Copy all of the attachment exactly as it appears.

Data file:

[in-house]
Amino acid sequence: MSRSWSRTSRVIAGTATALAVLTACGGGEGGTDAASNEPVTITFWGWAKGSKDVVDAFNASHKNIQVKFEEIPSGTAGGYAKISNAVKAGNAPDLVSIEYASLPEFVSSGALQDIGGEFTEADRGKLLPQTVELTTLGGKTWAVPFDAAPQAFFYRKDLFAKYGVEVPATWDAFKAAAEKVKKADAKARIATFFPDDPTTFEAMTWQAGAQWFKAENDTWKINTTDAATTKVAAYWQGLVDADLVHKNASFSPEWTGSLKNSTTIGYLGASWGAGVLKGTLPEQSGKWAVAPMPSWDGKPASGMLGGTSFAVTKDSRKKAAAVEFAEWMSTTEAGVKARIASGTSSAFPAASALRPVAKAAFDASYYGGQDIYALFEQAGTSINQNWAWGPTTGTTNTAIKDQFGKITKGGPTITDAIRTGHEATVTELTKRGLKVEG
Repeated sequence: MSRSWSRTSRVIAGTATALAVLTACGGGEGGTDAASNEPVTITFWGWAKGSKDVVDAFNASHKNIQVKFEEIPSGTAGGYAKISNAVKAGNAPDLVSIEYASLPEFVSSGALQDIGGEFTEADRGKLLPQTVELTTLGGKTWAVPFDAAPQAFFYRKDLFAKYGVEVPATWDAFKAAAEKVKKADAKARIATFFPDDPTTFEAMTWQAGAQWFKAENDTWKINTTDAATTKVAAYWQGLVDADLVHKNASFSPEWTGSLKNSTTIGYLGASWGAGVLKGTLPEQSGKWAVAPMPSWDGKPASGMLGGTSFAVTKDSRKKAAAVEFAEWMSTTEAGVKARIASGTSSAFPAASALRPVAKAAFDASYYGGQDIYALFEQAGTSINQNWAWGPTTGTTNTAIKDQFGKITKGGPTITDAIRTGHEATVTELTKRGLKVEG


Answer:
[in-house]
Amino acid sequence: MSRSWSRTSRVIAGTATALAVLTACGGGEGGTDAASNEPVTITFWGWAKGSKDVVDAFNASHKNIQVKFEEIPSGTAGGYAKISNAVKAGNAPDLVSIEYASLPEFVSSGALQDIGGEFTEADRGKLLPQTVELTTLGGKTWAVPFDAAPQAFFYRKDLFAKYGVEVPATWDAFKAAAEKVKKADAKARIATFFPDDPTTFEAMTWQAGAQWFKAENDTWKINTTDAATTKVAAYWQGLVDADLVHKNASFSPEWTGSLKNSTTIGYLGASWGAGVLKGTLPEQSGKWAVAPMPSWDGKPASGMLGGTSFAVTKDSRKKAAAVEFAEWMSTTEAGVKARIASGTSSAFPAASALRPVAKAAFDASYYGGQDIYALFEQAGTSINQNWAWGPTTGTTNTAIKDQFGKITKGGPTITDAIRTGHEATVTELTKRGLKVEG
Repeated sequence: MSRSWSRTSRVIAGTATALAVLTACGGGEGGTDAASNEPVTITFWGWAKGSKDVVDAFNASHKNIQVKFEEIPSGTAGGYAKISNAVKAGNAPDLVSIEYASLPEFVSSGALQDIGGEFTEADRGKLLPQTVELTTLGGKTWAVPFDAAPQAFFYRKDLFAKYGVEVPATWDAFKAAAEKVKKADAKARIATFFPDDPTTFEAMTWQAGAQWFKAENDTWKINTTDAATTKVAAYWQGLVDADLVHKNASFSPEWTGSLKNSTTIGYLGASWGAGVLKGTLPEQSGKWAVAPMPSWDGKPASGMLGGTSFAVTKDSRKKAAAVEFAEWMSTTEAGVKARIASGTSSAFPAASALRPVAKAAFDASYYGGQDIYALFEQAGTSINQNWAWGPTTGTTNTAIKDQFGKITKGGPTITDAIRTGHEATVTELTKRGLKVEG